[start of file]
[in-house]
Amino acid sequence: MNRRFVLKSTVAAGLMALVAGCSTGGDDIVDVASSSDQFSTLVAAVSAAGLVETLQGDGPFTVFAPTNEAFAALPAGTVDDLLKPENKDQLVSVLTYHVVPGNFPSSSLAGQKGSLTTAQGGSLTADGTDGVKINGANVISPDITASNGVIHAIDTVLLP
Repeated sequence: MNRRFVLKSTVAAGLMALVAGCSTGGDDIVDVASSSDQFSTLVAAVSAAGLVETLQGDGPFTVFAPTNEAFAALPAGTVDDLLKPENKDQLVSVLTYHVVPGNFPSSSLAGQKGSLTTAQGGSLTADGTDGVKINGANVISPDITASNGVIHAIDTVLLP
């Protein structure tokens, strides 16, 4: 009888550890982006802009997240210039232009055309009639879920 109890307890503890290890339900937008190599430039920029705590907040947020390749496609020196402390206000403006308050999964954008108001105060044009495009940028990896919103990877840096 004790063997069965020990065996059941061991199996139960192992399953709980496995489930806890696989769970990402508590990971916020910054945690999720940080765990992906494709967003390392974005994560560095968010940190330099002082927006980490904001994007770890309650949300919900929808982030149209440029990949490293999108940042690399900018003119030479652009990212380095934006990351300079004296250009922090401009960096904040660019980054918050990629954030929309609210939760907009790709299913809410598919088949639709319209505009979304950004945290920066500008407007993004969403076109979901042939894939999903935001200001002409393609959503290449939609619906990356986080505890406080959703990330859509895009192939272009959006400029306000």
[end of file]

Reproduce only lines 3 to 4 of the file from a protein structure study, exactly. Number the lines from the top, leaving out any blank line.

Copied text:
Repeated sequence: MNRRFVLKSTVAAGLMALVAGCSTGGDDIVDVASSSDQFSTLVAAVSAAGLVETLQGDGPFTVFAPTNEAFAALPAGTVDDLLKPENKDQLVSVLTYHVVPGNFPSSSLAGQKGSLTTAQGGSLTADGTDGVKINGANVISPDITASNGVIHAIDTVLLP
């Protein structure tokens, strides 16, 4: 009888550890982006802009997240210039232009055309009639879920 109890307890503890290890339900937008190599430039920029705590907040947020390749496609020196402390206000403006308050999964954008108001105060044009495009940028990896919103990877840096 004790063997069965020990065996059941061991199996139960192992399953709980496995489930806890696989769970990402508590990971916020910054945690999720940080765990992906494709967003390392974005994560560095968010940190330099002082927006980490904001994007770890309650949300919900929808982030149209440029990949490293999108940042690399900018003119030479652009990212380095934006990351300079004296250009922090401009960096904040660019980054918050990629954030929309609210939760907009790709299913809410598919088949639709319209505009979304950004945290920066500008407007993004969403076109979901042939894939999903935001200001002409393609959503290449939609619906990356986080505890406080959703990330859509895009192939272009959006400029306000």